A southern California mayor resigned after making a racist statement about black Americans killed by police officers.
Temecula Mayor James Stewart apologized and tried to explain his statement in an email, in which he claimed he didn’t “believe there’s ever been a good person of color killed by a police officer” locally, reported The Press-Enterprise.
“Unfortunately I did not take the time to proofread what was recorded,” Stewart told the newspaper. “I absolutely did not say that. What I said is, and I don’t believe there has ever been a person of color murdered by police, on context to Temecula or Riverside County. I absolutely did not say ‘good.’ I have no idea how that popped up.”
Stewart claimed that he was responding to an individual concerned about sensitivity training by the city’s officers in the midst of nationwide protests over police brutality.
“You have every right to be hurt and offended,” Stewart said in a statement. “My typos and off-the-cuff response to an email on a serious topic added pain at a time where our community, and our country, is suffering.”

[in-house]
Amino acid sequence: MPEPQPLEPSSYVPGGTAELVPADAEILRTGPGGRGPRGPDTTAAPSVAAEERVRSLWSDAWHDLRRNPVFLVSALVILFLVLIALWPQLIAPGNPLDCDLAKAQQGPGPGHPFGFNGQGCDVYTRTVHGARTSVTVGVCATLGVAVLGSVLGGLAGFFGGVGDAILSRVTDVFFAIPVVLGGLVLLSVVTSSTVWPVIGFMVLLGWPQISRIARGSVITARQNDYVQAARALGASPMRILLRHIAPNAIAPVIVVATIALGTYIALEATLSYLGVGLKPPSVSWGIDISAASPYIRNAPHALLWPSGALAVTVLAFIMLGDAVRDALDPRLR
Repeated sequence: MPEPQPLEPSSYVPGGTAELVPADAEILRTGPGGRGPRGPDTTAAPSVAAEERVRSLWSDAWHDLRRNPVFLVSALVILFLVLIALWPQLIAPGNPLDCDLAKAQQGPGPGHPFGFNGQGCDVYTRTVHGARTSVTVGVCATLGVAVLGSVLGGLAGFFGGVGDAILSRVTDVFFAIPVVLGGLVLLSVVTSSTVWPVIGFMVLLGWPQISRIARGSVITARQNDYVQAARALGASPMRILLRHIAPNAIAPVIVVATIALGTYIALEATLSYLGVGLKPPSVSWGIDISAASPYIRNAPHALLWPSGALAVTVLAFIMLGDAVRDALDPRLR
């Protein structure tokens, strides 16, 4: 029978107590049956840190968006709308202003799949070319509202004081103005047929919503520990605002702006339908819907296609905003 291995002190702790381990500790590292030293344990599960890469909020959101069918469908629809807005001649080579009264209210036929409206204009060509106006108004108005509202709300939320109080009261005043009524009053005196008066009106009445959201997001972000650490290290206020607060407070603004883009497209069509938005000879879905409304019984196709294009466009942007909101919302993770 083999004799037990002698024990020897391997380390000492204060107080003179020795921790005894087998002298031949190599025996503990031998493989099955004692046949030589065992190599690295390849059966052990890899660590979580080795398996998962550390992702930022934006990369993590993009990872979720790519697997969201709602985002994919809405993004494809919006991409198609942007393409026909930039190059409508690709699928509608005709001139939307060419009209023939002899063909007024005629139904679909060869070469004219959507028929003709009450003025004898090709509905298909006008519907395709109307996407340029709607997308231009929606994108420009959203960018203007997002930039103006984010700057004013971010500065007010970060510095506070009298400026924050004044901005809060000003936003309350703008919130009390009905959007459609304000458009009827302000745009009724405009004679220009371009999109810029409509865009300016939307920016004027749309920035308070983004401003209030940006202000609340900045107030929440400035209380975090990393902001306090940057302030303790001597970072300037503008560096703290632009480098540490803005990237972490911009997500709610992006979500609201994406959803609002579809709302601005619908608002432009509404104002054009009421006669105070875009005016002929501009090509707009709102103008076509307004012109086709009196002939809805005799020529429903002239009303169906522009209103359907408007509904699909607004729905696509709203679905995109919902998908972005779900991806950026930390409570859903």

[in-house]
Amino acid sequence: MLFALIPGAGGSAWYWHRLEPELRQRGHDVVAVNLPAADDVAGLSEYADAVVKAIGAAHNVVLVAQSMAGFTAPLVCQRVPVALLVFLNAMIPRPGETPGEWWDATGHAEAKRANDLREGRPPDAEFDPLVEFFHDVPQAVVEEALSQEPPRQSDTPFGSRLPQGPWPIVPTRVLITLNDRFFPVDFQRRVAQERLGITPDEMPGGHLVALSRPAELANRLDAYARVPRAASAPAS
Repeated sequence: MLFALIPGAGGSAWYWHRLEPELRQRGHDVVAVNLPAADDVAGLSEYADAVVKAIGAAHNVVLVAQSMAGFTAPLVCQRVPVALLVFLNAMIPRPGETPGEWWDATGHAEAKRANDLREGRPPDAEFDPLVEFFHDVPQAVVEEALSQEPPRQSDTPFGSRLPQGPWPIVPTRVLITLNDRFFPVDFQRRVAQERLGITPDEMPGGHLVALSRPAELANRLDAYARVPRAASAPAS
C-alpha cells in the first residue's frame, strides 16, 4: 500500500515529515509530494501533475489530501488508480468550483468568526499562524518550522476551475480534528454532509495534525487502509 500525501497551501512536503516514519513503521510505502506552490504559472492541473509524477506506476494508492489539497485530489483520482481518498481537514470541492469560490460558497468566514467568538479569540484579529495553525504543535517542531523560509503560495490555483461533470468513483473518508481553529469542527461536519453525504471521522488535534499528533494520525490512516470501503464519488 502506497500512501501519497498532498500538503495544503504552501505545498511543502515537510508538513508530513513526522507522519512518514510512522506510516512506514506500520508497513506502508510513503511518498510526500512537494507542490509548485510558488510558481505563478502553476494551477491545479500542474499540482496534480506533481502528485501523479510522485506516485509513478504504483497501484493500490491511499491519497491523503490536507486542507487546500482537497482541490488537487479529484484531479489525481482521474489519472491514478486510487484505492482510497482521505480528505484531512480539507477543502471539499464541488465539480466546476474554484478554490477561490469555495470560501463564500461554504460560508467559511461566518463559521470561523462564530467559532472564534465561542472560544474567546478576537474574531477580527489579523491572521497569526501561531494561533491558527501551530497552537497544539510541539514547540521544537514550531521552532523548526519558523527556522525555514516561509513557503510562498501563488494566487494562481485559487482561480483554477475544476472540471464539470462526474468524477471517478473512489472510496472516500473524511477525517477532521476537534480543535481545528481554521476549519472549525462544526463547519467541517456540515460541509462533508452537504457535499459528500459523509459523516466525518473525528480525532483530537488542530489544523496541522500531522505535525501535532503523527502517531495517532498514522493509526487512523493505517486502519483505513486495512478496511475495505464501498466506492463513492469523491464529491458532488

“I may not be the best writer and I sometimes misspeak,” he added, “but I am not racist.”
Stewart, who moved to California from Illinois in 1991, said he did not remember the 1998 shooting of Tyisha Miller, who was killed by Riverside police as she sat in a car with a pistol in her lap.
Miller’s family had called police for help because she appeared to be unconscious and in need of medical care.
Black people account for about 7 percent of Riverside County’s population but nearly 18 percent of the deaths while in law enforcement custody.
“I have several good friends who are African Americans, and they love living here because how safe it is for them and their families,” Stewart said in the email.